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Global appeal over George Bain online Celtic art collection housed on Black Isle; #CelticCreativity consultation precedes launch of major new website

By Hector MacKenzie

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Groam House Museum, Rosemarkie.
Groam House Museum, Rosemarkie.

ARTISTS and craftspeople around the world are asked how they would use a famous collection of Celtic art housed on the Black Isle online.

Groam House Museum has launched the #CelticCreativity consultation to ask how people would like to use the George Bain collection of Celtic art online.

The Rosemarkie museum cares for the nationally significant archive of the 20th-century Celtic revival artist and educator.

As only a tiny proportion of the collection can be on display, Groam House is building a new website so that people around the world can access more of the collection to inspire creativity.

We hope that as many people as possible will take the time to share their views with us so that the collection can realise its potential as a living, vibrant resource.
Doug Maclean
A Celtic design bowl by George Bain, one of the objects from the George Bain Collection that will be digitised in the project. Picture: The George Bain Estate
A Celtic design bowl by George Bain, one of the objects from the George Bain Collection that will be digitised in the project. Picture: The George Bain Estate

Project officer Jo Clements explained: "George Bain was a visionary figure who believed that everyone could and should create their own Celtic art and craftwork. We want to make sure that we present the art and craftwork in the collection in a way that inspires people to use it creatively, so our #CelticCreativity consultation asks artists and craftspeople to tell us what they need to know about the collection and what they would do with it so that we can give them the information and material they need.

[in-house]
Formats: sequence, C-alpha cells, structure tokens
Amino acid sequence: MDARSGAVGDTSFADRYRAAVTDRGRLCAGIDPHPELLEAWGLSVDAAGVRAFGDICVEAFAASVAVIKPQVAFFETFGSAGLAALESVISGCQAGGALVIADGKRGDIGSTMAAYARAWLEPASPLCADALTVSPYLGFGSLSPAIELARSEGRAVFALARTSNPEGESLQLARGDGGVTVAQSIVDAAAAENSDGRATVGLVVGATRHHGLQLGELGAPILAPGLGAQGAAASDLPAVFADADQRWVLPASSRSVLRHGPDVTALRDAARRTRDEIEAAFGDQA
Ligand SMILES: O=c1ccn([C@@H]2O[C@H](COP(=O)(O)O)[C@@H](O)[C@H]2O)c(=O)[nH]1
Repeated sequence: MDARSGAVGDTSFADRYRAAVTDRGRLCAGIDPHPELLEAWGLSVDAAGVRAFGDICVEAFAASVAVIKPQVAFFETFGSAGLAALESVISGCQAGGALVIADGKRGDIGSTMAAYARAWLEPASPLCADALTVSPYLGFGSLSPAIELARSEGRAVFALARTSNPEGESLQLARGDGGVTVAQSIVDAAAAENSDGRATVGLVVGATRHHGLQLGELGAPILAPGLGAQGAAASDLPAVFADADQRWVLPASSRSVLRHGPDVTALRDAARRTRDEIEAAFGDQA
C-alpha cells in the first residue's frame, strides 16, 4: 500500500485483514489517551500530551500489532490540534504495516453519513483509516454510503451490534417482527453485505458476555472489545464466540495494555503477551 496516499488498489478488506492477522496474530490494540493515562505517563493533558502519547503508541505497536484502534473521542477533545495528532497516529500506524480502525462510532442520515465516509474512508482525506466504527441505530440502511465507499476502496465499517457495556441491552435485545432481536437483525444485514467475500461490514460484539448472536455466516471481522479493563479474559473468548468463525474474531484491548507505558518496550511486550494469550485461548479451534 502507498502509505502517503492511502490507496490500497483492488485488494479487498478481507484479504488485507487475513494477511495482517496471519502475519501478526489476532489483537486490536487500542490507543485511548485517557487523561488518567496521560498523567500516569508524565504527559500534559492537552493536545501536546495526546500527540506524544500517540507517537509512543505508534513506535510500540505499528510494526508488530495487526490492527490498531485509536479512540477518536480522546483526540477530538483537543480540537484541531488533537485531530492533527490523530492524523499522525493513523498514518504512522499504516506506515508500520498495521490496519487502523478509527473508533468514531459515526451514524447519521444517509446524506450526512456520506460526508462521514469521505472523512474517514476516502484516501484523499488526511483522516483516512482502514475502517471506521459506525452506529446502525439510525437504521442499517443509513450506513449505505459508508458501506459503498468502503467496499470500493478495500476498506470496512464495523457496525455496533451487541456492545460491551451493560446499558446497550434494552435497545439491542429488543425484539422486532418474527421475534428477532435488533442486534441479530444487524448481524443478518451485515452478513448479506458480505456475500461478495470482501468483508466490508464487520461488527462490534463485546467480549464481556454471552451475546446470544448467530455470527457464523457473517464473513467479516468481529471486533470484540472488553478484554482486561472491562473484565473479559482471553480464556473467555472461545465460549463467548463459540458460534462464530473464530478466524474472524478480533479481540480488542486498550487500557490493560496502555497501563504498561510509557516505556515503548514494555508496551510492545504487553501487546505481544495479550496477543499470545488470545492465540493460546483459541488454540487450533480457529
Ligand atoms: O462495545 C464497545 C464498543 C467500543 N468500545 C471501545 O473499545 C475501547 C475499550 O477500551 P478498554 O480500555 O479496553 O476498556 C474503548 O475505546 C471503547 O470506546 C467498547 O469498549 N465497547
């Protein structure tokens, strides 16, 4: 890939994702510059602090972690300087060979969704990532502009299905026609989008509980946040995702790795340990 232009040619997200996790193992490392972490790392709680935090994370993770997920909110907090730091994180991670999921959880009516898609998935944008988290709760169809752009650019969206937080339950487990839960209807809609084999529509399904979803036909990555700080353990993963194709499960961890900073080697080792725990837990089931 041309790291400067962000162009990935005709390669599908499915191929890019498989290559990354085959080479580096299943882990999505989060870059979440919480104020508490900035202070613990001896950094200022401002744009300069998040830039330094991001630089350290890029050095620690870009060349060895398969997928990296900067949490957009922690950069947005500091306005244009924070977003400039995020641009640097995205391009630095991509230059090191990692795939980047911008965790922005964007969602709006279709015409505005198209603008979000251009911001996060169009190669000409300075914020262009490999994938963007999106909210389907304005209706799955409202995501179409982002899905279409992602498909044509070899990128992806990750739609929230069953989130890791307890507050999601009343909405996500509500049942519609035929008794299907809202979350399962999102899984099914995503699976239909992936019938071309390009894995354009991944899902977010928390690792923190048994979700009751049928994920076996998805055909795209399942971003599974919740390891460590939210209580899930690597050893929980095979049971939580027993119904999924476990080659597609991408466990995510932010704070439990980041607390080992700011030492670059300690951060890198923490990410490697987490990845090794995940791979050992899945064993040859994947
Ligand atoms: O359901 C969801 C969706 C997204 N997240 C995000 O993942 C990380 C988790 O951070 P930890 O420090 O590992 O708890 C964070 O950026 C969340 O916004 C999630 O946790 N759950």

“Last year we worked with animation and contemporary dance groups locally to understand the creative process in more depth, but now we want to hear from other artists and crafters around the world.”

Artists and craftspeople can join in the #CelticCreativity consultation on Facebook, Twitter or Instagram or through the museum’s online questionnaire.

“We are grateful to Museums Galleries Scotland, Creative Scotland, and our dedicated team of voluntary fundraisers for providing the funds to allow this project to happen”, said Doug Maclean, chairman of the Groam House Museum Board of Trustees. “We hope that as many people as possible will take the time to share their views with us so that the collection can realise its potential as a living, vibrant resource.”

Who was George Bain?

George Bain (1881-1968) was a key figure in the world of modern Celtic design. A trained artist, he devoted much of his life to the study of the techniques used by people in the past to produce their intricate mathematical designs. These designs appear on the Pictish stones of eastern Scotland, the highly sophisticated metalwork and jewellery from Britain and Ireland and the early illuminated manuscripts which include the Books of Durrow, Kells and Lindisfarne.